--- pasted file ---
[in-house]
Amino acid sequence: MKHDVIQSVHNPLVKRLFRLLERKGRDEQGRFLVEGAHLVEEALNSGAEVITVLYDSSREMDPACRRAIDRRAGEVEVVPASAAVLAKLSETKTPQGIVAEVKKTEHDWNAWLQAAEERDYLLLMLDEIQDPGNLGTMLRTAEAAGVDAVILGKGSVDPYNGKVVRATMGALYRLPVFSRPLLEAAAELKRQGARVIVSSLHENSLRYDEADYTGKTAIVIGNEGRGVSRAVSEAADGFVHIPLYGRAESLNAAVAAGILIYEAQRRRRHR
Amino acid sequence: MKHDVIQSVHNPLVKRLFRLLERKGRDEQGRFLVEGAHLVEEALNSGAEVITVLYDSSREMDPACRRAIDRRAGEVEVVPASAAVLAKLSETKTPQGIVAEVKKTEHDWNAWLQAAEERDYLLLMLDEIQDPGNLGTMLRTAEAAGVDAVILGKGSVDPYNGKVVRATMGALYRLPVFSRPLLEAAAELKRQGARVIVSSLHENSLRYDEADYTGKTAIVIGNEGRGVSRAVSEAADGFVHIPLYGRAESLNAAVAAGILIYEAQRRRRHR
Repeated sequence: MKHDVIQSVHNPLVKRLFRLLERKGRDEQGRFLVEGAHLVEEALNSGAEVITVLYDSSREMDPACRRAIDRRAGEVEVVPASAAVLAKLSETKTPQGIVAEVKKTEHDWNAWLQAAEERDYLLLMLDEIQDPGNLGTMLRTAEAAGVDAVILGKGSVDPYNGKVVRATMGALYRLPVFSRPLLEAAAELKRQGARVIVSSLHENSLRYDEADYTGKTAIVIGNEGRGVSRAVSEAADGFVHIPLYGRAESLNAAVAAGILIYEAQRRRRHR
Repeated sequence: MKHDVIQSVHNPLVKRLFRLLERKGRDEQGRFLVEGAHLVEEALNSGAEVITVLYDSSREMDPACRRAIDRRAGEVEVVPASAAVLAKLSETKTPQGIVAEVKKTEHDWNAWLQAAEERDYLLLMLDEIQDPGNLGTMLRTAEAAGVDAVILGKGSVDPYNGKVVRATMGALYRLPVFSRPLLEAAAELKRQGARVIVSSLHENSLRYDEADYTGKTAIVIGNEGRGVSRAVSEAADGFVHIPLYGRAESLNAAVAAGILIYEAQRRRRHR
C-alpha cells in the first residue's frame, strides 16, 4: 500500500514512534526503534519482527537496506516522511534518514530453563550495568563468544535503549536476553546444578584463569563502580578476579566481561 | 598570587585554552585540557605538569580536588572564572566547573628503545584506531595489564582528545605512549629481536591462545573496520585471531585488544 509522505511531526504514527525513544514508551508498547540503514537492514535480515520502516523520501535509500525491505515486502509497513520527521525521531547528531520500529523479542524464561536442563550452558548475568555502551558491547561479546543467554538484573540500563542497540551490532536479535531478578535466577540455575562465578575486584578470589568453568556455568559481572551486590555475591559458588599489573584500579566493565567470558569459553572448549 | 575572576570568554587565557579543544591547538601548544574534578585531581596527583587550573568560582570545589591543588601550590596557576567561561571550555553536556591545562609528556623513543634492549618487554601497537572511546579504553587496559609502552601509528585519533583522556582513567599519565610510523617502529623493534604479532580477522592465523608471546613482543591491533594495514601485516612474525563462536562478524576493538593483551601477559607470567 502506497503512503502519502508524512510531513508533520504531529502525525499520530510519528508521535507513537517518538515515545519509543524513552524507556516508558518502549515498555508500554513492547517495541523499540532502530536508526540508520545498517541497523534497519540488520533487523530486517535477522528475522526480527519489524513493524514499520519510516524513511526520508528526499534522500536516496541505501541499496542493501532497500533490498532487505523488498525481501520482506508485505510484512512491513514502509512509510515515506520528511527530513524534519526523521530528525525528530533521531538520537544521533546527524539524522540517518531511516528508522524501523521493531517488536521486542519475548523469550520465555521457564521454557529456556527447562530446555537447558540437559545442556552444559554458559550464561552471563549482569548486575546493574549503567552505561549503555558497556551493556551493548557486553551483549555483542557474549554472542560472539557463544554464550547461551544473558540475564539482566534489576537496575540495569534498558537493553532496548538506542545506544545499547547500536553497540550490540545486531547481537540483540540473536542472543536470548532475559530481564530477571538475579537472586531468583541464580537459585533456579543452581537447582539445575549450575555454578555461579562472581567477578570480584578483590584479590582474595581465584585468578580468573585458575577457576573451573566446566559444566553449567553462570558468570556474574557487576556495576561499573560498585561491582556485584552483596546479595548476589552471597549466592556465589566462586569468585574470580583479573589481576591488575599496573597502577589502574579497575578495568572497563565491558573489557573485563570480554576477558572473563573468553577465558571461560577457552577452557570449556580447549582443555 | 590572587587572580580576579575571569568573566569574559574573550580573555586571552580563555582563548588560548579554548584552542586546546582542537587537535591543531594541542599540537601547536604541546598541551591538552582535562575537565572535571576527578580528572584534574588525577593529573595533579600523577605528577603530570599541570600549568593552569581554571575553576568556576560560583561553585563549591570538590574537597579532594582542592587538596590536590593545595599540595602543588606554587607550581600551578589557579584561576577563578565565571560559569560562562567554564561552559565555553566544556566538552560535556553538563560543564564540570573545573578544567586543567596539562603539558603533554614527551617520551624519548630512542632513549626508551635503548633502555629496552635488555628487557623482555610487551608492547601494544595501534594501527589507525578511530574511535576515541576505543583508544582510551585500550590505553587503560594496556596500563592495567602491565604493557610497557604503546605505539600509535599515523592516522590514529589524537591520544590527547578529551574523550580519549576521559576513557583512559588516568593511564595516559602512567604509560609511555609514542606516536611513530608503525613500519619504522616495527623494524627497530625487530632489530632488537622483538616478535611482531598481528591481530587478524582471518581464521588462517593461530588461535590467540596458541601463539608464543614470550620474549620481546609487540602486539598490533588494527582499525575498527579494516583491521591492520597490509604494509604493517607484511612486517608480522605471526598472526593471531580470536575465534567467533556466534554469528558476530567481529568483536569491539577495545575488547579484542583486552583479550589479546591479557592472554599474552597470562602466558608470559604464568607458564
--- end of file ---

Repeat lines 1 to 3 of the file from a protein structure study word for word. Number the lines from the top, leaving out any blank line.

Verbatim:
[in-house]
Amino acid sequence: MKHDVIQSVHNPLVKRLFRLLERKGRDEQGRFLVEGAHLVEEALNSGAEVITVLYDSSREMDPACRRAIDRRAGEVEVVPASAAVLAKLSETKTPQGIVAEVKKTEHDWNAWLQAAEERDYLLLMLDEIQDPGNLGTMLRTAEAAGVDAVILGKGSVDPYNGKVVRATMGALYRLPVFSRPLLEAAAELKRQGARVIVSSLHENSLRYDEADYTGKTAIVIGNEGRGVSRAVSEAADGFVHIPLYGRAESLNAAVAAGILIYEAQRRRRHR
Amino acid sequence: MKHDVIQSVHNPLVKRLFRLLERKGRDEQGRFLVEGAHLVEEALNSGAEVITVLYDSSREMDPACRRAIDRRAGEVEVVPASAAVLAKLSETKTPQGIVAEVKKTEHDWNAWLQAAEERDYLLLMLDEIQDPGNLGTMLRTAEAAGVDAVILGKGSVDPYNGKVVRATMGALYRLPVFSRPLLEAAAELKRQGARVIVSSLHENSLRYDEADYTGKTAIVIGNEGRGVSRAVSEAADGFVHIPLYGRAESLNAAVAAGILIYEAQRRRRHR